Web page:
• overexploitation of natural resources,
  • pollution and
  • urbanization
Way forward
  • Because of our collective excesses, the ecological carrying capacity of planet earth has largely been exceeded. This trend needs to be redressed, with cleaner air, high quality drinking water, and enough food and healthy habitats to ensure that ecosystem services continue to benefit humanity without critically affecting nature’s balance

Pegasus

Context: The Supreme Court said its technical committee had so far received and tested 29 mobile devices suspected to be infected by Pegasus malware

  • Pegasus is a spyware developed by an Israeli firm, NSO Group, to infiltrate smartphones — Android and iOS — and turn them into surveillance devices.
  • It is dangerous as it spares no aspect of a person’s identity.
  • It can intercept every call and SMS, read every email and monitor each messaging app.
  • Pegasus can also control the phone’s camera and microphone and has access to the device’s location data.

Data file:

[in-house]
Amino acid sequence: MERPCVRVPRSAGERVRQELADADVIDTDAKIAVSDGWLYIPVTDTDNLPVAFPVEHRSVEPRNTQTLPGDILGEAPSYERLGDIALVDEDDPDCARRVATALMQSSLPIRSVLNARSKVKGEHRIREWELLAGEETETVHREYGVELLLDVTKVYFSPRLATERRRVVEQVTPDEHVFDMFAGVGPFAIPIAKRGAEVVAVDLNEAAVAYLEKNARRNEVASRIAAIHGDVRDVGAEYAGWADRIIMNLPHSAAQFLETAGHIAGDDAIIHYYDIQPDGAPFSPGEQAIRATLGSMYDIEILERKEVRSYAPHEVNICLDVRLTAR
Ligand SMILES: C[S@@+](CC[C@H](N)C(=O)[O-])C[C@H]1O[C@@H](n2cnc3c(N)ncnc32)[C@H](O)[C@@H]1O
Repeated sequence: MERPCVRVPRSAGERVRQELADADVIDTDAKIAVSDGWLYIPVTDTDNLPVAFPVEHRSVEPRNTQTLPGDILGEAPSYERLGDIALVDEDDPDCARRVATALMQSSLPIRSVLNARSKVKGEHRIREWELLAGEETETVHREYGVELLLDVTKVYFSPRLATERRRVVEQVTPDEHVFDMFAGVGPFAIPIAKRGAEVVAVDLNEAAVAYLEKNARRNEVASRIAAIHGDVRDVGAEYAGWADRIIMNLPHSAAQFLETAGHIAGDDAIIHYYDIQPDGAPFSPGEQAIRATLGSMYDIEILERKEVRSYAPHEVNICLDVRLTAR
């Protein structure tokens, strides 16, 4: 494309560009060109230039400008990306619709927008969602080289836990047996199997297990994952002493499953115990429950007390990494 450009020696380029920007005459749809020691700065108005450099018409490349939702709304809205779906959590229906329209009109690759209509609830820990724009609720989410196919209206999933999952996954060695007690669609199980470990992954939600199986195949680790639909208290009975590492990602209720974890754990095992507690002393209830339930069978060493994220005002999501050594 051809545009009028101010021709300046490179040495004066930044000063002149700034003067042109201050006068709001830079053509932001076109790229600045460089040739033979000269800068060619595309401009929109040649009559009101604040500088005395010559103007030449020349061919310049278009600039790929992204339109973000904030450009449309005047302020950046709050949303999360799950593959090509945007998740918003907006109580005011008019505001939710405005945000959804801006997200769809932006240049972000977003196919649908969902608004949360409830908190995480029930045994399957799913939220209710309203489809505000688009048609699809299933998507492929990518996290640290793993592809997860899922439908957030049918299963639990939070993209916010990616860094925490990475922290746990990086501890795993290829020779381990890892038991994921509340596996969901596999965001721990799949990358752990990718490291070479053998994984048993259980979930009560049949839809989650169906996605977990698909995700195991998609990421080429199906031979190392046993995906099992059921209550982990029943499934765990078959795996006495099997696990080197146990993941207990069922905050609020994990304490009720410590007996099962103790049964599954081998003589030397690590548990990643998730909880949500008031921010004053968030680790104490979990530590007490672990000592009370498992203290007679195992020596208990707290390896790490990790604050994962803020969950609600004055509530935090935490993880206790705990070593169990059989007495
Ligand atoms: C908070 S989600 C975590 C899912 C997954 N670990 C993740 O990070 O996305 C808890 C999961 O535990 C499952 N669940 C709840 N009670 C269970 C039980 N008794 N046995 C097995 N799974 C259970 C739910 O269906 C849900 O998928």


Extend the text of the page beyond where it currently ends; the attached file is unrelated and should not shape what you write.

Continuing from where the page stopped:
• In 2019, when WhatsApp sued the firm in a U.S. court, the matter came to light.
  • In July 2021, Amnesty International, along with 13 media outlets across the globe released a report on how the spyware was used to snoop hundreds of individuals, including Indians.

Pegasus

Guidelines easing norms for GM Crops research

Context: The Department of Biotechnology (DBT) has issued guidelines easing norms for research into genetically modified (GM) crops and circumventing challenges of using foreign genes to change crops profile.

  • The ‘Guidelines for Safety Assessment of Genome Edited Plants, 2022’ exempt researchers who use gene-editing technology to modify the genome of the plant from seeking approvals from the Genetic Engineering Appraisal Committee (GEAC)
  • The GEAC evaluates research into GM plants and recommends, or disapproves, their release into farmer fields.